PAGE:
Dual-control P-51C Mustang
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WWII female aviator dies

Dual-control P-51C Mustang
Violet Cowden, 89, one of the military’s first female aviators during World War II, is seated in the rear of the world’s only dual-control P-51C Mustang as it arrives from San Diego at Long Beach Airport for a vintage aircraft show. Thousands of P-51s were built in Long Beach. (Luis Sinco / Los Angeles Times)
Cowden during World War II
Cowden flew 19 different types of “pursuit planes” during World War II, including the Mustang, as she helped deliver new aircraft from factories to military bases across the nation. She served in a branch of the Army Air Forces known as the Women Airforce Service Pilots. ()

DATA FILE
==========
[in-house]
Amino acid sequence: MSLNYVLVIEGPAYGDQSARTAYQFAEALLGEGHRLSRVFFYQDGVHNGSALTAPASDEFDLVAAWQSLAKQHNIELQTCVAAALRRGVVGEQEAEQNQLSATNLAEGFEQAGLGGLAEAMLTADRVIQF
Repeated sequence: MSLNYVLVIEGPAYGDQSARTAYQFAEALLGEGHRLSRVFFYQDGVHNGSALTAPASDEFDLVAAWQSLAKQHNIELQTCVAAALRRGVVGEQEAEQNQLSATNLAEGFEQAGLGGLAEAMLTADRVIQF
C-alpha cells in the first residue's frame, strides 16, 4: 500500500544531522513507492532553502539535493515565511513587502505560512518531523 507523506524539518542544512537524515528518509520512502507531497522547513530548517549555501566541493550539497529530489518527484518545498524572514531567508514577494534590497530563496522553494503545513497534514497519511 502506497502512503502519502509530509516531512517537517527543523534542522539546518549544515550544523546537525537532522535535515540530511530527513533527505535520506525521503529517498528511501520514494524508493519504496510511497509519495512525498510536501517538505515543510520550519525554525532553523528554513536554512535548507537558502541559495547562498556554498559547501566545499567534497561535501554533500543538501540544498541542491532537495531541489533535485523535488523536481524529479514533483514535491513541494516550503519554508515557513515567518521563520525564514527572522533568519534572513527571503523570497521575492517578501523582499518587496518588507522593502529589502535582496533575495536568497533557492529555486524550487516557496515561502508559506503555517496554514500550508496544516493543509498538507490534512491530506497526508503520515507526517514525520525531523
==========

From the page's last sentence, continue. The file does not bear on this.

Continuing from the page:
Cowden poses aboard P-51C Mustang
Cowden poses aboard a P-51C Mustang after flying into Long Beach Airport with members of Wings of Freedom, a group that showcases vintage airplanes. The Mustang will be on display along with a B-17 Flying Fortress and B-24 bomber. (Luis Sinco / Los Angeles Times)
Cowden’s uniform
Cowden proudly wears her Women Airforce Service Pilots uniform. She was part of a very small group of women who broke the gender barrier during World War II, logging enough hours to become the first female aviators to serve in the military. (Luis Sinco / Los Angeles Times)
Cowden is greeted by well-wisher
Cowden is greeted by a well-wisher after landing at Long Beach Airport. She said she was thrilled to be back in the cockpit of a P-51, thousands of which were built in Long Beach. At 89, she took her first paragliding trip and her second parachute jump. (Luis Sinco / Los Angeles Times)
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